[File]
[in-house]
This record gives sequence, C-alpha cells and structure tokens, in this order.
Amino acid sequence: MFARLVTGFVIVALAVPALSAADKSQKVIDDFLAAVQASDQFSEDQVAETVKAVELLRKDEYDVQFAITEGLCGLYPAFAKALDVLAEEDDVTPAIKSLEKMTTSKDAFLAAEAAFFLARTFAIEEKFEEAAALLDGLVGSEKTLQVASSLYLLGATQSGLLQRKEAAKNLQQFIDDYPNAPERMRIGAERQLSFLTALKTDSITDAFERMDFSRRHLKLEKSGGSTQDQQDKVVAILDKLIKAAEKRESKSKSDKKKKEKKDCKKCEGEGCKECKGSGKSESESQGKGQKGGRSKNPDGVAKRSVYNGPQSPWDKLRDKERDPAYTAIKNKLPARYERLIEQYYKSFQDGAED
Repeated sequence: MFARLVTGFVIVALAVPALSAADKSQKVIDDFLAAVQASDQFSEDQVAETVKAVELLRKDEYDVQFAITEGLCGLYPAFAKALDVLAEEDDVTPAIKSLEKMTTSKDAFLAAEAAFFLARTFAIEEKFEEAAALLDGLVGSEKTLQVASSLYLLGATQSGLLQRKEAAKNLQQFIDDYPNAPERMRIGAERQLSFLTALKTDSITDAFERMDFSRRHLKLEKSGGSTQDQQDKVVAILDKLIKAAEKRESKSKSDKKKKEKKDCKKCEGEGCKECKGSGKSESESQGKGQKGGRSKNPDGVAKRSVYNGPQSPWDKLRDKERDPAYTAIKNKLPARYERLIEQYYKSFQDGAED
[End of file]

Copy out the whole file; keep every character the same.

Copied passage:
[in-house]
This record gives sequence, C-alpha cells and structure tokens, in this order.
Amino acid sequence: MFARLVTGFVIVALAVPALSAADKSQKVIDDFLAAVQASDQFSEDQVAETVKAVELLRKDEYDVQFAITEGLCGLYPAFAKALDVLAEEDDVTPAIKSLEKMTTSKDAFLAAEAAFFLARTFAIEEKFEEAAALLDGLVGSEKTLQVASSLYLLGATQSGLLQRKEAAKNLQQFIDDYPNAPERMRIGAERQLSFLTALKTDSITDAFERMDFSRRHLKLEKSGGSTQDQQDKVVAILDKLIKAAEKRESKSKSDKKKKEKKDCKKCEGEGCKECKGSGKSESESQGKGQKGGRSKNPDGVAKRSVYNGPQSPWDKLRDKERDPAYTAIKNKLPARYERLIEQYYKSFQDGAED
Repeated sequence: MFARLVTGFVIVALAVPALSAADKSQKVIDDFLAAVQASDQFSEDQVAETVKAVELLRKDEYDVQFAITEGLCGLYPAFAKALDVLAEEDDVTPAIKSLEKMTTSKDAFLAAEAAFFLARTFAIEEKFEEAAALLDGLVGSEKTLQVASSLYLLGATQSGLLQRKEAAKNLQQFIDDYPNAPERMRIGAERQLSFLTALKTDSITDAFERMDFSRRHLKLEKSGGSTQDQQDKVVAILDKLIKAAEKRESKSKSDKKKKEKKDCKKCEGEGCKECKGSGKSESESQGKGQKGGRSKNPDGVAKRSVYNGPQSPWDKLRDKERDPAYTAIKNKLPARYERLIEQYYKSFQDGAED